Looking ahead, Panacek sees a strong season as long as fuel prices remain stable. He feels the public still has a positive view about the economy, and as a result, per capita spending should keep trending upward.
Last year, Belle City signed a seven-year extension in Plant City, and this year, the carnival signed another seven-year renewal at the Manatee County Fair in Palmetto, Fla., traditionally its first spot of the year.
"We're blessed to have the fair partners we do," he said.
Top quality rodeo, an entertainment lined up filled with big-stars and music legends and a thrill-packed midway boasting exciting new ride promotions extended the winning streak of San Antonio Stock Show & Rodeo another year. The 2017 edition of one of the leading PRCA Large Indoor Rodeo events in the country continued 12 years of growing attendance, with this year's grounds attendance of more than two million edging out the 2016 attendance, marking a new all-time record.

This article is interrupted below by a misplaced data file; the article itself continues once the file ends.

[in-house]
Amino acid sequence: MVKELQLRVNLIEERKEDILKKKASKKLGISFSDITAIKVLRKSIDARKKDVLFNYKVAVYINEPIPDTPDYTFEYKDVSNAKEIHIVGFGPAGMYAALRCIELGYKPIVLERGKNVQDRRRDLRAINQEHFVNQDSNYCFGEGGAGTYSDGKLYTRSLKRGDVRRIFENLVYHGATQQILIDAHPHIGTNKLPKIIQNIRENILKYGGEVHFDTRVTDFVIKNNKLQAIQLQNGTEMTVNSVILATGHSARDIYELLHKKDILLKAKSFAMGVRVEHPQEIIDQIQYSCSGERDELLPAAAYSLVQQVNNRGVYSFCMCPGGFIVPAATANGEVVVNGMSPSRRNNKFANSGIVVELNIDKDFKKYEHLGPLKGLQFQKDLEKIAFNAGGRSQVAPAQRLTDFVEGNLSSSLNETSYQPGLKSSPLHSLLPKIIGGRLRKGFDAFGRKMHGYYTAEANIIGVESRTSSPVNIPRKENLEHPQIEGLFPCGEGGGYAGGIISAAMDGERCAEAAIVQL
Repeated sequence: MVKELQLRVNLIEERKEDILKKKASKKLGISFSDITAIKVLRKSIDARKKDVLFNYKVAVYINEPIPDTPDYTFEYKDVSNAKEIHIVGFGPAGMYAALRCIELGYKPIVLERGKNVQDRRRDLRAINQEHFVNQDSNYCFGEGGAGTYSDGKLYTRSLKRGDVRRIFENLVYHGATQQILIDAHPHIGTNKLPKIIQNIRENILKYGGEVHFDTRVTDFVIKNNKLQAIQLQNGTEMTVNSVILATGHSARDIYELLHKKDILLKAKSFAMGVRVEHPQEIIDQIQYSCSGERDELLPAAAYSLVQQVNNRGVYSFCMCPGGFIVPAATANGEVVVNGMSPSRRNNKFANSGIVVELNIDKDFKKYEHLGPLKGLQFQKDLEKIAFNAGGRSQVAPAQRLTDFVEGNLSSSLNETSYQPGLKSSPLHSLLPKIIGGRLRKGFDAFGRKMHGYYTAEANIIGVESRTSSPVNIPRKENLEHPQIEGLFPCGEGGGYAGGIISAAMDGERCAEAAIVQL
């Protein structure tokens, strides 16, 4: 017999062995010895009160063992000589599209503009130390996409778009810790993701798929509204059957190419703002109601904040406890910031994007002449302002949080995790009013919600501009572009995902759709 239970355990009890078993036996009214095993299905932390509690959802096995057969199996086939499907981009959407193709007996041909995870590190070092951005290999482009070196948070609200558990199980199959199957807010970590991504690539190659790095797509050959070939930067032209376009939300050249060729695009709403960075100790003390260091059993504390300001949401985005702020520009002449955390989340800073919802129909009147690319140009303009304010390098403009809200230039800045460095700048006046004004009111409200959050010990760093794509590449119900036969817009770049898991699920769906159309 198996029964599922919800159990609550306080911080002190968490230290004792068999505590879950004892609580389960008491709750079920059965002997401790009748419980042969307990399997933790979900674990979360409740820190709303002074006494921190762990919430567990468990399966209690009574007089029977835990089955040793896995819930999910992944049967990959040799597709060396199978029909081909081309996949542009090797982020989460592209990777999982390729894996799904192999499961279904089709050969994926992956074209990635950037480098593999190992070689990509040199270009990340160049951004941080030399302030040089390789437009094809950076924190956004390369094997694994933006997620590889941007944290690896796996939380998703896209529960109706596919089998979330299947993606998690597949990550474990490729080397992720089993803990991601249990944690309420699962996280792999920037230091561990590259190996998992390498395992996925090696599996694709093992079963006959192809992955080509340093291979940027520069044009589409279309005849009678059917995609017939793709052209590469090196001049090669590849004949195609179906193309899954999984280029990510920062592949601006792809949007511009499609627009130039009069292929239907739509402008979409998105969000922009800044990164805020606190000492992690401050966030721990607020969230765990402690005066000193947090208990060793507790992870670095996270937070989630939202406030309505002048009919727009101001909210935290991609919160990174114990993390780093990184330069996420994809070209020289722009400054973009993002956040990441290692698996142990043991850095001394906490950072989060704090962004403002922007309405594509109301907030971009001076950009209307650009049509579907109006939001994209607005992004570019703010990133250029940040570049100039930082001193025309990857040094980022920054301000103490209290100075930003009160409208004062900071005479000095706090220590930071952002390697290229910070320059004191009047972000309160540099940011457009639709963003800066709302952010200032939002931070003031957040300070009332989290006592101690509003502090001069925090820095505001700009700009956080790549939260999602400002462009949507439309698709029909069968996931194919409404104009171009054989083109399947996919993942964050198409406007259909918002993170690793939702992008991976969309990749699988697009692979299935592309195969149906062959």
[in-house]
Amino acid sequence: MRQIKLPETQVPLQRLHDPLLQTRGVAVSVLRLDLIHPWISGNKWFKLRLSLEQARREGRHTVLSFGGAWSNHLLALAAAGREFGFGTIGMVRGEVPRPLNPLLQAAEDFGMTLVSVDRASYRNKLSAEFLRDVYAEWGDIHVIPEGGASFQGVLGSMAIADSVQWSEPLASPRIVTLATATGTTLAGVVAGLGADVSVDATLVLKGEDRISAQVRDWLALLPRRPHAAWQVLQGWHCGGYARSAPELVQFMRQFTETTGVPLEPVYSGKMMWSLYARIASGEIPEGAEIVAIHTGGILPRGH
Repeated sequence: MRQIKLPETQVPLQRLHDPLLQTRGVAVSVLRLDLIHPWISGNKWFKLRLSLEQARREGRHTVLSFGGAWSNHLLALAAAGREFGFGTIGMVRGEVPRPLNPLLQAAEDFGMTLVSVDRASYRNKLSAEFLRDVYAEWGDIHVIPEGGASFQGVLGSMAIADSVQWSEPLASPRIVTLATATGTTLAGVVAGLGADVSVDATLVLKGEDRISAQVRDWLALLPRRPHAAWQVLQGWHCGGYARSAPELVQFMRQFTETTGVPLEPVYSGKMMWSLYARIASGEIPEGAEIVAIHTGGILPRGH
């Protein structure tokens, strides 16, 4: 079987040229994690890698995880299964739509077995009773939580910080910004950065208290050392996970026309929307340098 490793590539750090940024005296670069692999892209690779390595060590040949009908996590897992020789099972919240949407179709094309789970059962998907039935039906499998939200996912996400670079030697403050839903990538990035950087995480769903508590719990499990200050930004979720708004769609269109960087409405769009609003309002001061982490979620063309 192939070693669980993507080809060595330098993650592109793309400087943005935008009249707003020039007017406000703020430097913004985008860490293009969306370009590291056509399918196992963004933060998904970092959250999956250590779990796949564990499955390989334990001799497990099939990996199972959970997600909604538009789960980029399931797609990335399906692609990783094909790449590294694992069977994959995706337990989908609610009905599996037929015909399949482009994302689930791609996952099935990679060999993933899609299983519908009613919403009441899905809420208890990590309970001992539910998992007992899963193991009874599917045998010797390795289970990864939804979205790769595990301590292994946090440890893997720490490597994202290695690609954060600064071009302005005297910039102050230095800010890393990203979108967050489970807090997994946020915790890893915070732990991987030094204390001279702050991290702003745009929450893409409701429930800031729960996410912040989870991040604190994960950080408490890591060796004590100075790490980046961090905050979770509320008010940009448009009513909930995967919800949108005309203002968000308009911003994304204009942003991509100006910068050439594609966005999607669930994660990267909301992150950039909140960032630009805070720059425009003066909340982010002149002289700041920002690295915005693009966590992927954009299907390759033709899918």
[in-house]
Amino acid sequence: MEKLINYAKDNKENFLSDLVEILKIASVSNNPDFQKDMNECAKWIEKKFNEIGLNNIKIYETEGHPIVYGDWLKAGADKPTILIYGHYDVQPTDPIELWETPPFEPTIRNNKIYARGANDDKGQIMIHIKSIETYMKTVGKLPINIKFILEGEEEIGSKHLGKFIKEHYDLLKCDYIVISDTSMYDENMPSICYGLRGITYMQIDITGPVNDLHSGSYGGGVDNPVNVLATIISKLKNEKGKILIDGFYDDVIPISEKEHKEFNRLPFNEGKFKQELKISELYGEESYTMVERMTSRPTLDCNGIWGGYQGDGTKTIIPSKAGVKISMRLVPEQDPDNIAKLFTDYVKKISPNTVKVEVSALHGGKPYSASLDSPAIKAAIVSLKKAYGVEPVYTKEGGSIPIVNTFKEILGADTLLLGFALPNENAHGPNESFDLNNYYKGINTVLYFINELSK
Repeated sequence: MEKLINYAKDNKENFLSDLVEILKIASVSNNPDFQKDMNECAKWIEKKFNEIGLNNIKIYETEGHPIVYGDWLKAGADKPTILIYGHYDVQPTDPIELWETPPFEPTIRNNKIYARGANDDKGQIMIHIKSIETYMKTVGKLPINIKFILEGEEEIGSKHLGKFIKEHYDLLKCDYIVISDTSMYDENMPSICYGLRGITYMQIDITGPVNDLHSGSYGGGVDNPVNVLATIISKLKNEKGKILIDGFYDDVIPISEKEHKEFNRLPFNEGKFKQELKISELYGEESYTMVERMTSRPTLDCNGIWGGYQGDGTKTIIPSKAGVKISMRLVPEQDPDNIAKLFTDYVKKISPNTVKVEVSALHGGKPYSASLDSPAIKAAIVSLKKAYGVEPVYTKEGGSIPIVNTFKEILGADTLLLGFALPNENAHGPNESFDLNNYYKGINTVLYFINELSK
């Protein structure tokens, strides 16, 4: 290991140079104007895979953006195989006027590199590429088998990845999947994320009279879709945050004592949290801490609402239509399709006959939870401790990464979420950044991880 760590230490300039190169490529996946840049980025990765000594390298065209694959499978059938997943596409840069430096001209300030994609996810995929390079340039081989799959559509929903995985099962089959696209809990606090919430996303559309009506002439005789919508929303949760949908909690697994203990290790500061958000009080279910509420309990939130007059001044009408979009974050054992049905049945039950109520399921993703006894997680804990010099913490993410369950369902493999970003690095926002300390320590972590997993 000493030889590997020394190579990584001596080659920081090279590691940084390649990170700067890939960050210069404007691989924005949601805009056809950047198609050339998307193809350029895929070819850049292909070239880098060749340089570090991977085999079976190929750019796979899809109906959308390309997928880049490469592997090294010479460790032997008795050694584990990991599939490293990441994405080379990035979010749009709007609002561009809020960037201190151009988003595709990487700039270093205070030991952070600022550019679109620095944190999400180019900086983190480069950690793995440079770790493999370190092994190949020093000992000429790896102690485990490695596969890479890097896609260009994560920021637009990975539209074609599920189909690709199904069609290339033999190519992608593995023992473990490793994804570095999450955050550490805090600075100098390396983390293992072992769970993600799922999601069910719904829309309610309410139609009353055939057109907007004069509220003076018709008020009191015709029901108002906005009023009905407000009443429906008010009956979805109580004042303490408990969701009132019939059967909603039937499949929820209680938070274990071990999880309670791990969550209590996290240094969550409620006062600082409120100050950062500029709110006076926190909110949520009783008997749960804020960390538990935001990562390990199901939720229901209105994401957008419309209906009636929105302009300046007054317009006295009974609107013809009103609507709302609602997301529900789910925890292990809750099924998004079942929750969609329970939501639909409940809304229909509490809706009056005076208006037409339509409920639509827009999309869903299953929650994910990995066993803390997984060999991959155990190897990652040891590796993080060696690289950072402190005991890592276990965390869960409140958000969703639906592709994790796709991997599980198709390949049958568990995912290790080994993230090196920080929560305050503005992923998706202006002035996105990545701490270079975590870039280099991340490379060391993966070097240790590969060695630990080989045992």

"The weather was amazingly beautiful, unseasonably warm," said Lauren N. Sides, spokesperson, San Antonio Stock Show & Rodeo. "We had perfect weather and San Antonio is a growing city and we tried to capture the attention of millennials, who are a growing audience for us. We offer college nights Thursdays for example, so outreach to college students and young people in many ways accounts for some of the attendance growth."
The San Antonio Rodeo & Stock Show assembled an entertainment lineup with high wattage star power, heavy on classic rock and country. Highlights included John Fogerty, Willie Nelson & Family, Huey Lewis and the News, Rascal Flatts, Josh Turner as well The Band Perry, Chris Janson, Chase Rice and a Hispanic night with Edwin Luna y La Trakalosa de Monterrey and a faith and family night with for KING & COUNTRY.